ATLANTA — Newton County's average gas price was at the state's average Sunday after the cost rose at the pump compared to a week ago in Georgia.
The average price of a gallon of unleaded regular gas was $3.39 in both Newton County and statewide, AAA reported.
Cheapest prices in Newton County were found at retailers along Salem Road, where they ranged from $3.19 at the north end near Kroger, to $3.29 at a store at Salem Road's intersection with Ga. Hwy. 81, according to gas price analyst gasbuddy.com.
It now costs $50.85 to fill a 15-gallon tank of regular gasoline.
The average price in Newton County was 23 cents higher than on Jan. 16 after the 29-cent state gas tax was reinstated the previous week after 10 months.
Newton County's average price Sunday was higher than all its contiguous counties except its two southern neighbors, Butts and Jasper, where it was $3.43 and $3.41 respectively, according to AAA.
The statewide average was 14 cents more than a week ago, 67 cents more than a month ago, and 20 cents more than this time last year.
“Georgians continue to take a punch at the pump,” said Montrae Waiters, AAA-The Auto Club Group (ACG) spokesperson. “The rise in crude oil prices continues to be the major culprit for higher pump prices nationwide.”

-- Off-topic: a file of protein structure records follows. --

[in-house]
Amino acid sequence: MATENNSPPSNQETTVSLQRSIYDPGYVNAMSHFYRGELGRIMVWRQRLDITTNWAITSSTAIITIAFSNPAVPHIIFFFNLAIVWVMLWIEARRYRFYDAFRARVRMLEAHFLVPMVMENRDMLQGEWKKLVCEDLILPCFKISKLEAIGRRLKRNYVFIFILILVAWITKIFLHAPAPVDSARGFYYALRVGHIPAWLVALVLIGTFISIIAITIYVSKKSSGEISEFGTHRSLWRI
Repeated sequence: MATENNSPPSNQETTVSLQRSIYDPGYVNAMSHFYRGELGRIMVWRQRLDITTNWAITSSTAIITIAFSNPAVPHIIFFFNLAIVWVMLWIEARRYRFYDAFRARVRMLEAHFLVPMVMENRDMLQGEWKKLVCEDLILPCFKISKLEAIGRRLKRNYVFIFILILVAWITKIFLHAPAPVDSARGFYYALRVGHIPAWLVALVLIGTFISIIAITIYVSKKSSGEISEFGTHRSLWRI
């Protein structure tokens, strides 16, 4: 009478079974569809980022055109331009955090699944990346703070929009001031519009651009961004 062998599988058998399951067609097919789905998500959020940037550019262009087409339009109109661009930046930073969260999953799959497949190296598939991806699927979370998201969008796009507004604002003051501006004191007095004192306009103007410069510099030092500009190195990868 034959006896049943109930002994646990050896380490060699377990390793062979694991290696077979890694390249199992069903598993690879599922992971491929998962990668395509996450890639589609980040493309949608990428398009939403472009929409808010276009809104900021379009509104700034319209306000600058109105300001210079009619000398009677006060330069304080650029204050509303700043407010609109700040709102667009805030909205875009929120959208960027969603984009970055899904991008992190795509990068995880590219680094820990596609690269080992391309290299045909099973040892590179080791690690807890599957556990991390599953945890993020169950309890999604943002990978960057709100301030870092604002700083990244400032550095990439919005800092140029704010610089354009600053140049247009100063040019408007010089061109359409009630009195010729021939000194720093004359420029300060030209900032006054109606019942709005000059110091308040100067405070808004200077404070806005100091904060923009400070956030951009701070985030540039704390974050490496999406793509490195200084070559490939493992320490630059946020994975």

Since last Monday, the national average for a gallon of regular gasoline has increased by 9 cents to $3.50.
Patrick De Haan, head of petroleum analysis at GasBuddy, said the national average price of gasoline rose for the fifth straight week as retailers passed along the rise in wholesale gasoline prices due to "continued challenges."
The challenges included refinery utilization not fully recovered from December's cold weather and "refinery maintenance season that's just around the corner," De Haan said.
"There appears to be little good news on the gas price front, with prices unlikely to turn around any time soon," De Haan said.
"Because of the surge in prices last spring, many refineries that had planned maintenance deferred maintenance until 2023," he said. "With the can kicked to this year, we may have similar challenges producing enough refined products to meet demand, especially with the European Union cutting off refined products from Russia starting Feb. 5."
According to data from the Energy Information Administration, gas demand rose slightly from 8.05 to 8.14 million barrels a day last week.
Although winter storms at the end of 2022 have contributed to tighter supply, the mild winter this month may have led to more drivers getting behind the wheel, pushing pump prices higher.
Meanwhile, total domestic gasoline stocks increased by 1.7 million barrels to 232 million barrels. Rising gas demand and elevated oil prices have contributed to higher pump prices. If demand continues to grow, drivers will likely see pump prices increase this week, AAA reported.